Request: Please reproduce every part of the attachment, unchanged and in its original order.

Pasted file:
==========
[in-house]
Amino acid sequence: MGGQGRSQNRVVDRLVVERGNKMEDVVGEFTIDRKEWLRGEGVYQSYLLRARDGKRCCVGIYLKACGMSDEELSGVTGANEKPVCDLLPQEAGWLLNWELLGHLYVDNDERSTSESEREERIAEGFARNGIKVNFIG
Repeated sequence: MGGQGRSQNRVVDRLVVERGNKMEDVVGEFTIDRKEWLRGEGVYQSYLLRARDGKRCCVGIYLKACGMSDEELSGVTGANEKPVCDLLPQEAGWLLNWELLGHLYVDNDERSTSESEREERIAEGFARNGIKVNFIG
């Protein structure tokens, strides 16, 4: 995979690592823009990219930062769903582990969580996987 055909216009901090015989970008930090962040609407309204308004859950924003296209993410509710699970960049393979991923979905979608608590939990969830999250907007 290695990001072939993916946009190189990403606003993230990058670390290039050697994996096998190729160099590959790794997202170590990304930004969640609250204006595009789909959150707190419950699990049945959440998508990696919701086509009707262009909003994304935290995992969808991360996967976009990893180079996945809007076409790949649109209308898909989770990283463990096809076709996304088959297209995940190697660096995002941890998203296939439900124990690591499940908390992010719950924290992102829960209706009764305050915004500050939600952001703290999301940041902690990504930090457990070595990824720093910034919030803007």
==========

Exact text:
[in-house]
Amino acid sequence: MGGQGRSQNRVVDRLVVERGNKMEDVVGEFTIDRKEWLRGEGVYQSYLLRARDGKRCCVGIYLKACGMSDEELSGVTGANEKPVCDLLPQEAGWLLNWELLGHLYVDNDERSTSESEREERIAEGFARNGIKVNFIG
Repeated sequence: MGGQGRSQNRVVDRLVVERGNKMEDVVGEFTIDRKEWLRGEGVYQSYLLRARDGKRCCVGIYLKACGMSDEELSGVTGANEKPVCDLLPQEAGWLLNWELLGHLYVDNDERSTSESEREERIAEGFARNGIKVNFIG
């Protein structure tokens, strides 16, 4: 995979690592823009990219930062769903582990969580996987 055909216009901090015989970008930090962040609407309204308004859950924003296209993410509710699970960049393979991923979905979608608590939990969830999250907007 290695990001072939993916946009190189990403606003993230990058670390290039050697994996096998190729160099590959790794997202170590990304930004969640609250204006595009789909959150707190419950699990049945959440998508990696919701086509009707262009909003994304935290995992969808991360996967976009990893180079996945809007076409790949649109209308898909989770990283463990096809076709996304088959297209995940190697660096995002941890998203296939439900124990690591499940908390992010719950924290992102829960209706009764305050915004500050939600952001703290999301940041902690990504930090457990070595990824720093910034919030803007």